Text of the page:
There is a lot of talk about across hitting platforms about the front arm position and if it should be bent or straight throughout the swing. While you will certainly see both across Major League Baseball, I want to talk about both and show you what we believe to be the most efficient. But first, let's talk about the bat path and the correlation to the front arm.
When I hear most hitting coaches and players talk about swing path, they often talk about the back shoulder and the hands. While these are important aspects to consider when working on the proper swing path. There is another often forgotten component that is essential to the back shoulder and hands working well, the front arm.
Before we get into how the front arm helps hitters obtain an efficient swing path. Let's take a second to identify what an ideal swing path looks like. Ted Williams was one of the earliest proponents of the upward swing path that we teach.
He reasoned that since the ball travels towards the catcher at a downward angle. The hitter can put themselves in the best position possible by starting the bat down towards the catcher behind them followed by a slight upswing in the direct path of the pitch. This should all be common knowledge at this point. However, we are STILL arguing about what swing path is more efficient. Here is an image depicting this idea.
In the two videos below you have two unbelievable power hitters in Ken Griffey, Jr. and Ronald Acuna, Jr. They both demonstrate a lengthening of the front arm very early in their turn. While this has been written about as being a very powerful swing move, which it is. It is very hard for MOST hitters to adjust to different pitch speeds and pitch locations by barring their front arm early.
The early lengthening of the arm in younger hitters is very prevalent. It mostly comes from a lack of upper body and core strength. Because of this, the hitter will try to activate their swing by engaging their chest and arms, resulting in an arm bar swing.
This becomes a one plane swing very quickly, especially for the inexperienced hitter. Guys like Griffey and Acuna have been able to overcome this and be in the Hall of Fame (Griffey) or a potential 2019 MVP (Acuna). This isn't to say that if you or your hitter's arm bar early in their swing they are hurting themselves. There is just a more efficient way for lesser (and by lesser I mean anyone who isn't a professional) experienced hitters to have a solid swing path that is both fast and adjustable.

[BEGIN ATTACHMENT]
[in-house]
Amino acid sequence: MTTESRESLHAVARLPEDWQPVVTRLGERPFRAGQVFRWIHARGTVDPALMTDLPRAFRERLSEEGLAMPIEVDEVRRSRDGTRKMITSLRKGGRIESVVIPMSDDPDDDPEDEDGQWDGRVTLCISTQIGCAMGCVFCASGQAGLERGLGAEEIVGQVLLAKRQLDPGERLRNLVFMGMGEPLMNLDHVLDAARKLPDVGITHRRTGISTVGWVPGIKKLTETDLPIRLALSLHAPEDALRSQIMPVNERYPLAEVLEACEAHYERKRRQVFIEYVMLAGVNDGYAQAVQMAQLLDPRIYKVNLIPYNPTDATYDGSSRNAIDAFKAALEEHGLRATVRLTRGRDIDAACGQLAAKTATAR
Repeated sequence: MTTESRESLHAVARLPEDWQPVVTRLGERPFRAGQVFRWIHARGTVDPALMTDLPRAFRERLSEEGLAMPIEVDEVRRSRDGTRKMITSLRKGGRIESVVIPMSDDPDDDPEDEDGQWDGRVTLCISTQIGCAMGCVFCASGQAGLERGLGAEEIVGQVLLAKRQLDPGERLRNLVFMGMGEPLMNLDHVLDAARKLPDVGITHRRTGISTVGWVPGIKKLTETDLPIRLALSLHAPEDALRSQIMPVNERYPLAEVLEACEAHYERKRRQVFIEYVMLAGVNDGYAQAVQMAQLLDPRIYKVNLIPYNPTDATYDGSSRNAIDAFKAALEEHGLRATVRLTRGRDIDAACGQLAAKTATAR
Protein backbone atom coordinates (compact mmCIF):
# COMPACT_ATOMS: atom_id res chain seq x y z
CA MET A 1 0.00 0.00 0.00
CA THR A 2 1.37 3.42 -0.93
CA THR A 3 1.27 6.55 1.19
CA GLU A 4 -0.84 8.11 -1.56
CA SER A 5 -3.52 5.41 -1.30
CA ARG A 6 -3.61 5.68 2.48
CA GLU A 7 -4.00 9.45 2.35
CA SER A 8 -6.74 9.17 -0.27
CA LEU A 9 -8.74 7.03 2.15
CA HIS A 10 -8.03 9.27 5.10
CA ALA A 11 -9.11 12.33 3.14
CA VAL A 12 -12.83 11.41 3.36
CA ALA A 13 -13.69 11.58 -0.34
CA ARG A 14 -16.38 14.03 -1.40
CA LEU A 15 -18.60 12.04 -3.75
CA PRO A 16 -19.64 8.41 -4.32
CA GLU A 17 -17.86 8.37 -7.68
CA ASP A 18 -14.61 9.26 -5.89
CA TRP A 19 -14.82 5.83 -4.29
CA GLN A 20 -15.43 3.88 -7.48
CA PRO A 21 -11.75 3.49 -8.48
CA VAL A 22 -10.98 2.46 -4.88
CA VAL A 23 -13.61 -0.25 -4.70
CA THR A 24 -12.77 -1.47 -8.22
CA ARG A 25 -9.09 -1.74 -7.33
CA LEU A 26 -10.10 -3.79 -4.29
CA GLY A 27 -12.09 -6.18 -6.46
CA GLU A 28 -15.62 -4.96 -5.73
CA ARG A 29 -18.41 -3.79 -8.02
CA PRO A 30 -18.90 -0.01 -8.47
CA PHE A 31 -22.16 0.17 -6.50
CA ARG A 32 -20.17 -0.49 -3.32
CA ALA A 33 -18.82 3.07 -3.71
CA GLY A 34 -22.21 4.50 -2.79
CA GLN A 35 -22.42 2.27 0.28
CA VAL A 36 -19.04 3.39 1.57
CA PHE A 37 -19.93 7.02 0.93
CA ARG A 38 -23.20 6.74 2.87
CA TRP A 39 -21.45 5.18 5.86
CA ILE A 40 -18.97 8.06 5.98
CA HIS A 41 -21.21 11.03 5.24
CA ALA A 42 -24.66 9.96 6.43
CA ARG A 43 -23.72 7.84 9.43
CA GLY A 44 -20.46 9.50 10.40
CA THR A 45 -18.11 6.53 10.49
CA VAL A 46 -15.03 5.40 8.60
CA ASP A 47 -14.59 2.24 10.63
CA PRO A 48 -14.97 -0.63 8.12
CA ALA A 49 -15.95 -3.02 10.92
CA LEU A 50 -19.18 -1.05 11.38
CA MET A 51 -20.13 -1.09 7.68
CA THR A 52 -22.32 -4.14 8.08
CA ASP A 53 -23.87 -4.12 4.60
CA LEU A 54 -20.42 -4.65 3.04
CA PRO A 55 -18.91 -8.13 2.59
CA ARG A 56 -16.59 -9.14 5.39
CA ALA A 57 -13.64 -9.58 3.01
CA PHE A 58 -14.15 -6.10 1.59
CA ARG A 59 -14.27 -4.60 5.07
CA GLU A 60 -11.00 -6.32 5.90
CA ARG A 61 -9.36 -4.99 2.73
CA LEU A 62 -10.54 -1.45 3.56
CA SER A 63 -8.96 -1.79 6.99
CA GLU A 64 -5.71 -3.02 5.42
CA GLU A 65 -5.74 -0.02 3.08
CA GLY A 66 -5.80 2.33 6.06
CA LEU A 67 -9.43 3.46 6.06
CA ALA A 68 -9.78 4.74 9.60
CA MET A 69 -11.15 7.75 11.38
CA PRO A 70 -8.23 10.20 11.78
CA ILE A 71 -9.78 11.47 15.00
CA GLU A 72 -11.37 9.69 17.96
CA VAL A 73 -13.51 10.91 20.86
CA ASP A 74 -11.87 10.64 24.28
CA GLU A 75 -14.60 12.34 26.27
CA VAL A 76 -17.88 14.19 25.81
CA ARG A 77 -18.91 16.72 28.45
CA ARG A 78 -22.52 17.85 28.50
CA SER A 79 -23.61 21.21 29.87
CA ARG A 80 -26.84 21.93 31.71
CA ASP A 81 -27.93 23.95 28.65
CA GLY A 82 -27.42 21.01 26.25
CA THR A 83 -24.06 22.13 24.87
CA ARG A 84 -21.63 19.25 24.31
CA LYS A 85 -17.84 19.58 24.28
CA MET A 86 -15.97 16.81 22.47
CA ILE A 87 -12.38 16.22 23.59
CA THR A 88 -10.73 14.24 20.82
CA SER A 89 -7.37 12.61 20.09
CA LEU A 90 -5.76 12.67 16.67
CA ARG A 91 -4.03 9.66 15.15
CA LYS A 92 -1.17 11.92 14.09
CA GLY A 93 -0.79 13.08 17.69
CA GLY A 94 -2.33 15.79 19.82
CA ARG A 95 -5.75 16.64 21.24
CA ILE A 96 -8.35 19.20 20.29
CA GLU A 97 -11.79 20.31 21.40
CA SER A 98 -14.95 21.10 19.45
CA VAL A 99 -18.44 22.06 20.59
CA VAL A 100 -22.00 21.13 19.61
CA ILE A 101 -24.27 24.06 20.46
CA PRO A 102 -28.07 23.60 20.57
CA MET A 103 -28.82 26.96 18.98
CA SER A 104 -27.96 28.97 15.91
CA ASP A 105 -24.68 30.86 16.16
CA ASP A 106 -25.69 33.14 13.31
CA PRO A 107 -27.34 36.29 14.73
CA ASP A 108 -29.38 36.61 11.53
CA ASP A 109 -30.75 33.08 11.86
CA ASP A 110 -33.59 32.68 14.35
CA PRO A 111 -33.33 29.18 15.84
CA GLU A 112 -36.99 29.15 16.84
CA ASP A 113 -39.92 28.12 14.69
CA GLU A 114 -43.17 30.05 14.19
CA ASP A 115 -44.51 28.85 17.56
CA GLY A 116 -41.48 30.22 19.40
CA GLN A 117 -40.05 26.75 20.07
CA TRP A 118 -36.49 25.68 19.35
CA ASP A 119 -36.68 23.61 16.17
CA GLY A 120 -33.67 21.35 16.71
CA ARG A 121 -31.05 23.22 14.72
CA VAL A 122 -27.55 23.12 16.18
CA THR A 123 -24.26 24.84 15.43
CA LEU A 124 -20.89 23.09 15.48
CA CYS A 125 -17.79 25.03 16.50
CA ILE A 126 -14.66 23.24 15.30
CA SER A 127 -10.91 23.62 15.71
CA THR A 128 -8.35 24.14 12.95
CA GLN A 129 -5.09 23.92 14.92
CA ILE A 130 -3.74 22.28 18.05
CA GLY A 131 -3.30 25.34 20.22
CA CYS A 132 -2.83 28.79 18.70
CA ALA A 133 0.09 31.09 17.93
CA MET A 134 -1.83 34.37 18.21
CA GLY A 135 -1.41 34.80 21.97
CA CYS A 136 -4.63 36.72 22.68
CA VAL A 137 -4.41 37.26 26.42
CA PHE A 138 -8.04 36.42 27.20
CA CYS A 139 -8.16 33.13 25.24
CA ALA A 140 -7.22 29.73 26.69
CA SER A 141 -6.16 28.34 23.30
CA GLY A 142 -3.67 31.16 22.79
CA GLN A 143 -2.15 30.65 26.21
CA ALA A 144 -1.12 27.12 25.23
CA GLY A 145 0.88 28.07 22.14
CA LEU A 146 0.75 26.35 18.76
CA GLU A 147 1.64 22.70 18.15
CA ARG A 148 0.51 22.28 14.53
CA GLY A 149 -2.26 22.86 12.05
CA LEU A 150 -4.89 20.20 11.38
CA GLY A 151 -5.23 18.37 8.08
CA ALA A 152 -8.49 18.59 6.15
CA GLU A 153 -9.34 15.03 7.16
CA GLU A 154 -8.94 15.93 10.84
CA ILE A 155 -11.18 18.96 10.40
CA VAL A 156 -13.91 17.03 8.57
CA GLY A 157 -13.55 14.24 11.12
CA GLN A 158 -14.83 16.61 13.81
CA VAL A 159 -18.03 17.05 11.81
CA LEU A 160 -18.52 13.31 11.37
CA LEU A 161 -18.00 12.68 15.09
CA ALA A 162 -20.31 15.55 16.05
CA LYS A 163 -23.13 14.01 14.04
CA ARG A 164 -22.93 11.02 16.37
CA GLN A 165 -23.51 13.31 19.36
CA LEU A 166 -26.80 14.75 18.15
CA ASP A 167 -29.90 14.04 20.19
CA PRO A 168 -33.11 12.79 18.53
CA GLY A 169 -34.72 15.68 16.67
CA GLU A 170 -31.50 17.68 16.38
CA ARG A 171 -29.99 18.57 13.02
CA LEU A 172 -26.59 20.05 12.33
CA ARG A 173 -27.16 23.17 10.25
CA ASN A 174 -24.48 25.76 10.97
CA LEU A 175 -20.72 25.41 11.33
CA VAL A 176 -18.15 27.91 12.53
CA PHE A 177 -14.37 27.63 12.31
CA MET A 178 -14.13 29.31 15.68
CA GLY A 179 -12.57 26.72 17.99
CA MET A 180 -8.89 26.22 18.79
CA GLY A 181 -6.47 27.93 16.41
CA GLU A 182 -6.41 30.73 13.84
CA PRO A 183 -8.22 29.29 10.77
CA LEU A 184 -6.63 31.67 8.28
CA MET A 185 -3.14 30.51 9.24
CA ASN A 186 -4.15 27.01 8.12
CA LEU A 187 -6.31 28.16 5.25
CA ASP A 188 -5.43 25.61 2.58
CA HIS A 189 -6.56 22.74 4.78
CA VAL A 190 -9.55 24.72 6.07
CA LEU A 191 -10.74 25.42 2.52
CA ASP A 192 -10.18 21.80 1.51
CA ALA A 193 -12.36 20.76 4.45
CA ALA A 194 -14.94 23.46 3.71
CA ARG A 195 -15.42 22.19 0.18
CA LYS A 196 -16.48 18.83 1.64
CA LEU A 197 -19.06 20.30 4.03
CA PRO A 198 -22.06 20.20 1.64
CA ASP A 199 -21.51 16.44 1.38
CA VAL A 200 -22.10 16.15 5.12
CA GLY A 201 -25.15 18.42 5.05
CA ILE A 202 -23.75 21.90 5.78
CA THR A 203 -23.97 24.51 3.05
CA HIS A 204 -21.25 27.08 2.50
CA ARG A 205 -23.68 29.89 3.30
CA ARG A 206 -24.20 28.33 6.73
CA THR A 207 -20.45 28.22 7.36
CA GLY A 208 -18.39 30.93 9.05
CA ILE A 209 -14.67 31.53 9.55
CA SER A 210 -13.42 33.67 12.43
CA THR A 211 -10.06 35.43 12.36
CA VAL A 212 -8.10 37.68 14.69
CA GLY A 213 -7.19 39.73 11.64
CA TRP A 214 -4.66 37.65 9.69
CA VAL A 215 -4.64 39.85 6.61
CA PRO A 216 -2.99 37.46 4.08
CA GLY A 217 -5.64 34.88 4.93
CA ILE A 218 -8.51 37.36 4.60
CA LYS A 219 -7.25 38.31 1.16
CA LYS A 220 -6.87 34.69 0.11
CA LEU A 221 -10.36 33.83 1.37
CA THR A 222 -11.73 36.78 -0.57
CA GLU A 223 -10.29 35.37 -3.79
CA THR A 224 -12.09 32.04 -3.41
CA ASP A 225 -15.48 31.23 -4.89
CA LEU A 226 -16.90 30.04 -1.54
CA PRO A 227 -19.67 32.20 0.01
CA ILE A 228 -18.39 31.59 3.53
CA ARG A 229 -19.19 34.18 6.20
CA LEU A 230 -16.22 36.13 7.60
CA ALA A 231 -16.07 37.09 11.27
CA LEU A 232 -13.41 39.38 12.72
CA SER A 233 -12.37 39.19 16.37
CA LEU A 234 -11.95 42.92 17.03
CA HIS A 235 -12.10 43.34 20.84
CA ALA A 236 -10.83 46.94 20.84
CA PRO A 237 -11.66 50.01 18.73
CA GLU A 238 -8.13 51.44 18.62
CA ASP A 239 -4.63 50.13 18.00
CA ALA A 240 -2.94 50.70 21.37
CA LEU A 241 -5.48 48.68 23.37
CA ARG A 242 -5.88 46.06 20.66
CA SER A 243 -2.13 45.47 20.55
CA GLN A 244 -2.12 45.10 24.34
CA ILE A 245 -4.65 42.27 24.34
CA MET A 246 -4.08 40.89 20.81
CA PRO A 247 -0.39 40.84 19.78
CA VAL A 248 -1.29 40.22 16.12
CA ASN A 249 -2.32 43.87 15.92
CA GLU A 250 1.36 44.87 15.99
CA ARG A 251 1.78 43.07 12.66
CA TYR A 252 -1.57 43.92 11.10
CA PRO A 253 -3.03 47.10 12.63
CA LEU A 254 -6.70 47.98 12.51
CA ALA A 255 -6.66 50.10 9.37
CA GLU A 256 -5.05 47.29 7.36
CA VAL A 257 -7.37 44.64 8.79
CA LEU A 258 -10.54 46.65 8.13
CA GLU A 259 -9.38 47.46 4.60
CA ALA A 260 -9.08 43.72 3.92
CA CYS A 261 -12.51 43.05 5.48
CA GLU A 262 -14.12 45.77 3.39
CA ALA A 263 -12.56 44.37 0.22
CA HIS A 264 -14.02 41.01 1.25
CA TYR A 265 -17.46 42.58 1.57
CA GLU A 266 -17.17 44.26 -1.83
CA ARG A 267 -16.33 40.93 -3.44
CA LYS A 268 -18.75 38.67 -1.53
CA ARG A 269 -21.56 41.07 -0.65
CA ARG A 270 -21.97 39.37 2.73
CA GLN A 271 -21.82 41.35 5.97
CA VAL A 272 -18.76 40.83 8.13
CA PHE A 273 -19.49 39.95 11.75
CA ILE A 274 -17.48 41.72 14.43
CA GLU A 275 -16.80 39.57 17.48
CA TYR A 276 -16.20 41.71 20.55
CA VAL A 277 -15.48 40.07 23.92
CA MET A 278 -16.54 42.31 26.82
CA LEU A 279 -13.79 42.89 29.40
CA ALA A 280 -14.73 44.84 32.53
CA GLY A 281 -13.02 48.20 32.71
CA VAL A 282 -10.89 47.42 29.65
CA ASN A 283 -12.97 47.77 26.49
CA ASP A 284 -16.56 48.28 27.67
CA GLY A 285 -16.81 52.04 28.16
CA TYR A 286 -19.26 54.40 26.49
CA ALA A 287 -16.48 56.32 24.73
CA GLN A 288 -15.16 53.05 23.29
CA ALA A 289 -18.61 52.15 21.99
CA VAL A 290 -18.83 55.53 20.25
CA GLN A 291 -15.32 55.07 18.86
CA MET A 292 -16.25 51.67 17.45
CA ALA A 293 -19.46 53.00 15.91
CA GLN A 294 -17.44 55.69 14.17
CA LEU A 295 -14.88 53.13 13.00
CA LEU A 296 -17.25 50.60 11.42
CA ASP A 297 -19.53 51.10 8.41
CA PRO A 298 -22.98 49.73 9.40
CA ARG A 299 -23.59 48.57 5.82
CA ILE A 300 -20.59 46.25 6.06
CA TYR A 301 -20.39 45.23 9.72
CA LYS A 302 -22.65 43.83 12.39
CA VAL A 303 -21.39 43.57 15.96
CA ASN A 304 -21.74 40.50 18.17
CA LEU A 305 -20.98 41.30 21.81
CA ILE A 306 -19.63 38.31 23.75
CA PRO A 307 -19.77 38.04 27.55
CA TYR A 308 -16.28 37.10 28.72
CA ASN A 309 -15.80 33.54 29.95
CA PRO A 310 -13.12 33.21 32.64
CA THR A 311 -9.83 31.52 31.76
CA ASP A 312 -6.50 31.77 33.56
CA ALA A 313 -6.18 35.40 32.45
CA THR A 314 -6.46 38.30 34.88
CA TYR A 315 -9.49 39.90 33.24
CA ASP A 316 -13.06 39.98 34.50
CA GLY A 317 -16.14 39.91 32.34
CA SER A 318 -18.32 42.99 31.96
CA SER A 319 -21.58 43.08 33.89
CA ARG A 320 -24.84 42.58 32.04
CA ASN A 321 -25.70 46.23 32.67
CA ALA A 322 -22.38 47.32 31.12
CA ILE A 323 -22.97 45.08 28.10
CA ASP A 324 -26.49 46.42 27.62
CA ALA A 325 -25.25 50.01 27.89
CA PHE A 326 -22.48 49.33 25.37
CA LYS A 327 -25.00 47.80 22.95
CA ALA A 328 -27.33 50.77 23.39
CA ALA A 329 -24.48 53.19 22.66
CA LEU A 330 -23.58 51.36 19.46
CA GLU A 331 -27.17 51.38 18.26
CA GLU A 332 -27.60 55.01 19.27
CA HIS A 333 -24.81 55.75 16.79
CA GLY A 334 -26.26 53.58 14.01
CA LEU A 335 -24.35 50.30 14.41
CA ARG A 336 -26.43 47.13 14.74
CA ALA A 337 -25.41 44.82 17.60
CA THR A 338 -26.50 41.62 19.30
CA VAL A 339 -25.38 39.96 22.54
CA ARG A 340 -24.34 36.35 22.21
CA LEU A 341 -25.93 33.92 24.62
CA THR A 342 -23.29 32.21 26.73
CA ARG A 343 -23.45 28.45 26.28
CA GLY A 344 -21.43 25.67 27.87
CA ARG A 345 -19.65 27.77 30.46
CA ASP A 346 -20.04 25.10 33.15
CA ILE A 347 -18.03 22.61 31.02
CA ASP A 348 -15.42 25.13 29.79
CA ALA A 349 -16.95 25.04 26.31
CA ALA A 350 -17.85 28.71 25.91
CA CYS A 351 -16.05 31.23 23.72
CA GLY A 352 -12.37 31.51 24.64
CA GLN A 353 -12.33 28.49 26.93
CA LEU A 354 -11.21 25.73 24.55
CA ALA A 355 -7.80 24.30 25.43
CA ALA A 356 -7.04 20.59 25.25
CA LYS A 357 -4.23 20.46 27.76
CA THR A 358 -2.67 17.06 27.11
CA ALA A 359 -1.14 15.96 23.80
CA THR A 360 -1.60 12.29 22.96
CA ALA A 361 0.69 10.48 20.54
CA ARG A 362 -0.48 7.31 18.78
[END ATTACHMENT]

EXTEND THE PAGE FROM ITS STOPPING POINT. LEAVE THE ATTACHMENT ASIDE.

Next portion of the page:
The best swing path is the result of the back shoulder dropping. The back elbow working down into the slot near the rib cage, and the hands staying high and working the knob up.
This is where the use of the front arm becomes vital. Every hitter that I have ever seen at any level naturally drops their back arm as they swing. This means that in order for the knob and hands to remain at chest height, the front arm has to work upward during the turn and maintain this upward path through contact.
When it does not, the bat path tends to flatten out or even work downward causing the chances of a mis-hit to increase. The dropping of the front arm or failure to turn the front arm upward can also lead to bat drag. This can cause an excessively long barrel path that does not create deep and sustained acceleration through the path of the pitch. Check out some other MLB hitter's who keep their front arm bent longer in their swing.
We talked about the importance of getting the barrel going backward and back up towards the ball. Check out how Anthony Rendon and one of our in-person hitter's uses their front arm to help achieve that.
You can see both hitters' still have a good angle in their front arm. This will allow them to get the knob working back up and keeping the hands high in their turn. Because of this, the barrel will 'fall' back towards the catcher which gives us time and space for the bat to work back up to the ball.
Now both hitter's bat is turning behind them and towards the catcher. This is setting them up to have their fastest bat speed BEFORE and AT contact. Not after. Hitter's who bar their front arm too early have a tendency to swing flatter at the ball, making their bat speed up it's fastest AFTER contact. Which doesn't help any hitter.
This is the first time you see a distinct difference in the angle of the front arm. Rendon (on the left) still has maintained a sharp bent angle with his front arm, while the youth hitter (on the right) has added some length. There could be two reasons for this from the youth hitter:
Regardless of your opinion on the front arm, you can see that there are different ways that hitter's swing the bat to be successful. One thing that remains constant however in all good hitters is their ability to use their whole body in the swing. Any time the arms are dominant in the swing we are not setting ourselves up for success. We will see slow, long swings that aren't conducive to hard contact in games.